SD1 Continuous Sewer Assessment and Rehabilitation Program - 5 Years Later
Last Modified: Sep 20, 2013
- Sean Fitzgerald - Hazen and Sawyer
- Rich McGillis - Sanitation District No. 1 of Northern Kentucky
In 2008, Sanitation District No. 1 of Northern Kentucky (the District), which serves over 250,000 people in Campbell, Kenton, and Boone Counties, developed and implemented an aggressive Continuous Sewer Assessment and Rehabilitation Program (CSAP). The program was developed a part of the CMOM Program required as part of a Consent Decree with USEPA Region 4 and the Kentucky Division of Water (KDOW) to address CSOs and SSOs in the sewer system.
In addition to being a CMOM requirement, the program serves as a best practice for SD1 and wastewater utilities to optimize their operations in the most effective manner to help achieve the highest level of service to its customers. The goal of the program was to move SD1 into a more proactive mode of sewer assessment and rehabilitation and help to reduce preventable sewer spills. The program has provided a much better picture of the overall condition of the collection system which is over 75 years old in many parts of the District. SD1 took over all of the sewer systems from individual cities in 1996. Many of these sewers had never been inspected or properly maintained.
Since SD1 was at the 5-year mark since the inception of CSAP, it was time to assess how the program was doing and to utilize the data gathered so far to develop a refined Asset Renewal rate projection for the next 20 years. This paper will present the results of the program so far as well as the results of an Asset Renewal Rate Study which utilized condition data from the previous 5 years to project Asset Renewal needs for the next 20 years. The projected needs utilized condition data which was converted to a remaining useful life (RUL) for each pipe. The RUL for pipes that do not currently have condition data were projected by forecasting condition by pipe material based on the distribution of RUL for pipes of the same material that have been inspected. Two renewal rate scenarios were assessed and compared to the “rule-of-thumb” 1% per year rate. The result is a defensible knowledge based projection of funding needed to maintain the condition of the collection system at a specified overall condition.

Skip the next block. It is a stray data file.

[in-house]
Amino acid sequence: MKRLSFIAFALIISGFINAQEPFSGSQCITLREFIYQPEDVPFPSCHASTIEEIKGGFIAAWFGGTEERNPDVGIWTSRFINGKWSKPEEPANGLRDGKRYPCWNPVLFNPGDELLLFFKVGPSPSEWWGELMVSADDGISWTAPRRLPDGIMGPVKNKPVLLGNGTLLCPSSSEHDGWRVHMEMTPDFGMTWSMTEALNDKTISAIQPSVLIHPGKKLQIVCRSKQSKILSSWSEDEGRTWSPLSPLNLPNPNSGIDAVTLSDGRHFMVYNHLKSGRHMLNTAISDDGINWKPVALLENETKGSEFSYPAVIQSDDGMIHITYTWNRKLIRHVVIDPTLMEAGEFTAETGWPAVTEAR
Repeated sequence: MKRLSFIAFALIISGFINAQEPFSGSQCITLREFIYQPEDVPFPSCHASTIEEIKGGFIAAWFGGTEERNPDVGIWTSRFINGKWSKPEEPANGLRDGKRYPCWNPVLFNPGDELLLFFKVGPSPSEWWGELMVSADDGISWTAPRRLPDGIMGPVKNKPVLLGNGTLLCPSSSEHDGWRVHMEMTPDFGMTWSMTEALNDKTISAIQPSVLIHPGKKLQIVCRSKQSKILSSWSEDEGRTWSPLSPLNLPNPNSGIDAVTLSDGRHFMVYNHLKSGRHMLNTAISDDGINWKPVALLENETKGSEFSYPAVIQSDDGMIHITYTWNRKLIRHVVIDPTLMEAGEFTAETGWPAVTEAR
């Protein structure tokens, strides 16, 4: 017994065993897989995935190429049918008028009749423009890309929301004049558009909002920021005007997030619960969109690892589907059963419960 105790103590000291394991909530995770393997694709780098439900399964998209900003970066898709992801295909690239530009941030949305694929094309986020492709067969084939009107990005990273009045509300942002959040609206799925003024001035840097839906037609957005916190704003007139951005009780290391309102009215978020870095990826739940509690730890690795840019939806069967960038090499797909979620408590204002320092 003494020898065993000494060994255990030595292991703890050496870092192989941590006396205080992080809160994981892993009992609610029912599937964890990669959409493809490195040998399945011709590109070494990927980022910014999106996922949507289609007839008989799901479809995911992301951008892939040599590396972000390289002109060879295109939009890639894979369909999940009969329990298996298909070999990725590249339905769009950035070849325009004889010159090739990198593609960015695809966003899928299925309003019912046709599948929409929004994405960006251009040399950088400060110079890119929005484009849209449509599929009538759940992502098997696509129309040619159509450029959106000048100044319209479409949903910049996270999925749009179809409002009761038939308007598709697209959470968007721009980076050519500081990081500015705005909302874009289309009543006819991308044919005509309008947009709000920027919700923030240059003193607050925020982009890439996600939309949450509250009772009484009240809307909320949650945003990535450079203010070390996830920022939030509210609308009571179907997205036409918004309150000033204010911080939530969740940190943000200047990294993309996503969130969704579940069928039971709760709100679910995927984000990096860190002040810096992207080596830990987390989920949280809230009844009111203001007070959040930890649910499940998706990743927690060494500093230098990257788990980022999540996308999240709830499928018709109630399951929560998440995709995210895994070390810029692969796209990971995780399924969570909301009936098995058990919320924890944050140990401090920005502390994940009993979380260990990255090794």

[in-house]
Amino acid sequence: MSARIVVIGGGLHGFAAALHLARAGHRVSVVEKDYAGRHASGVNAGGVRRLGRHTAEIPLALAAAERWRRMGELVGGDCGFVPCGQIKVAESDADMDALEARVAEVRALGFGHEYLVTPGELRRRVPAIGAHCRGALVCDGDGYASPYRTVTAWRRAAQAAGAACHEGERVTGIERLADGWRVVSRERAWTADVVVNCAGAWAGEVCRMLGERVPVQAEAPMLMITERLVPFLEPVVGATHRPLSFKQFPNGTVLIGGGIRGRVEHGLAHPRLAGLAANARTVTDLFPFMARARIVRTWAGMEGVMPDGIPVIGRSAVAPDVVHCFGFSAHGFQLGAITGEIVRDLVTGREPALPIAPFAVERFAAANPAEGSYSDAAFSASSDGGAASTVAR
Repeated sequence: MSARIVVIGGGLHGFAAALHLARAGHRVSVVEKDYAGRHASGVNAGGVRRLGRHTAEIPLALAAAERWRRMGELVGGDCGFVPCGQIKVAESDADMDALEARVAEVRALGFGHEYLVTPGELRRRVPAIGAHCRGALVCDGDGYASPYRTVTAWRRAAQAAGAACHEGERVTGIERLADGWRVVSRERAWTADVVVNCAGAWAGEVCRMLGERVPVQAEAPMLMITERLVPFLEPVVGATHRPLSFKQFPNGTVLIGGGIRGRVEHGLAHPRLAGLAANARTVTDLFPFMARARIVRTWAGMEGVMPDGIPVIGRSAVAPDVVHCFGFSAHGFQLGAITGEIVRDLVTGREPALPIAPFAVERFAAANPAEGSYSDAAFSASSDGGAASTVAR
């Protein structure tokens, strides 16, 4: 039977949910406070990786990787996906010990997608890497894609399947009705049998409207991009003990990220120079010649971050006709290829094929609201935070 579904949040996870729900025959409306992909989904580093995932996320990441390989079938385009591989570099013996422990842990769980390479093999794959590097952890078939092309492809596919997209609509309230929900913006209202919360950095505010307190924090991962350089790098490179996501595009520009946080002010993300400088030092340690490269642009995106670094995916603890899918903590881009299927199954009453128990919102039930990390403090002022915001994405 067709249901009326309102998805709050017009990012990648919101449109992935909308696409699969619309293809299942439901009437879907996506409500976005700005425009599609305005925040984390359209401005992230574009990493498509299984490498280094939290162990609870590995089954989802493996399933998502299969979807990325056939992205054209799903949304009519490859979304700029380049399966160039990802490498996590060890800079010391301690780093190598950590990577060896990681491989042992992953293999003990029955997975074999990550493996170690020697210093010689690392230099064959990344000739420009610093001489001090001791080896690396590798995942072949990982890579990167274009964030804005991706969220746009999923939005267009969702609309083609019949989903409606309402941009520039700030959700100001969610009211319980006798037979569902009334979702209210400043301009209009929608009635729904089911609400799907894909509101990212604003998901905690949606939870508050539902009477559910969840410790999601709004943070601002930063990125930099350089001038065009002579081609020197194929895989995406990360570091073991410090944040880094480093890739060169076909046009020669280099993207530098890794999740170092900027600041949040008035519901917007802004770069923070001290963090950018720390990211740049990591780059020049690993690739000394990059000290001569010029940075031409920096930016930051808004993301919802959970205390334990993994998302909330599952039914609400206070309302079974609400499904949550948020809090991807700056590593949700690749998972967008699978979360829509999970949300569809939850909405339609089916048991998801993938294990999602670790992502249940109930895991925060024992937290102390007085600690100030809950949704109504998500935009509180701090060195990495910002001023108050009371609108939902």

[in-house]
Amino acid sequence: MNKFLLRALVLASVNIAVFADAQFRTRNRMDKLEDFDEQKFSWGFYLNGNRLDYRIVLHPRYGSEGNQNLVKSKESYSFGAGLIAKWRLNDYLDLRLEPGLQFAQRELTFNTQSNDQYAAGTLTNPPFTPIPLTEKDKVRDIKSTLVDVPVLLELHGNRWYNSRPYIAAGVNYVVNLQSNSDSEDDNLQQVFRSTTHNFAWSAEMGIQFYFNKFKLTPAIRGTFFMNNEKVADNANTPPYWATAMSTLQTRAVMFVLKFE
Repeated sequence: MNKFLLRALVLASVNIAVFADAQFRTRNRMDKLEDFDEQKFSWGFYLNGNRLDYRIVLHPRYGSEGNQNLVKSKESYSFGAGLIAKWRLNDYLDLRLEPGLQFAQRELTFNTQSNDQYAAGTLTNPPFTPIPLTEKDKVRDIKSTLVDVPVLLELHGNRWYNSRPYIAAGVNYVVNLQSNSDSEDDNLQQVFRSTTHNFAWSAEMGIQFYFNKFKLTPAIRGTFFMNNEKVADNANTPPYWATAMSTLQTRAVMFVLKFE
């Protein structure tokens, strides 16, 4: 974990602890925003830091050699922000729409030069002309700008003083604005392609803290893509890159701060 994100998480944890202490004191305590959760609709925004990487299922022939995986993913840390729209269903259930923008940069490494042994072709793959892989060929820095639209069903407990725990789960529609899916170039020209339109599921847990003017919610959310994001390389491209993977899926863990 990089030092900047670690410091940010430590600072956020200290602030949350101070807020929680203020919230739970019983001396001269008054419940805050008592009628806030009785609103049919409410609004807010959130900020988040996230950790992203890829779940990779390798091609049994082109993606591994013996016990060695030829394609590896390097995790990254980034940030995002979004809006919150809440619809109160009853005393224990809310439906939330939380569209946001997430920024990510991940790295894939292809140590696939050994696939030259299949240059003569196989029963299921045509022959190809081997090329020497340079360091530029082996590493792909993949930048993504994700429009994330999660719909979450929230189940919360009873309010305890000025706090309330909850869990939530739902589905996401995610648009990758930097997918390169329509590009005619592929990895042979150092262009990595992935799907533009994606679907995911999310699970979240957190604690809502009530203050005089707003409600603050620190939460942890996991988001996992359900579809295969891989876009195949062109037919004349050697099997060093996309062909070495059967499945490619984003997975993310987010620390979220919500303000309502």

The paper will also present how the program has significantly reduced preventable overflows, improved workflow, and has allowed SD1 to move to a proactive mode in the management of its collection system and to provide a higher level of customer service to its customers. The result has been reduced overflows while cleaning fewer pipes and a dramatic reduction in the unit price for sewer rehabilitation.
Nevertheless, as with any program, periodic reviews are needed and refinements should be implemented to address lessons learned and provide improvements to the program. SD1’s CSAP is no exception. We will present some lessons learned and program refinements that will be implemented to further strengthen the CSAP as it moves into the future and is a permanent part of SD1’s Operations.
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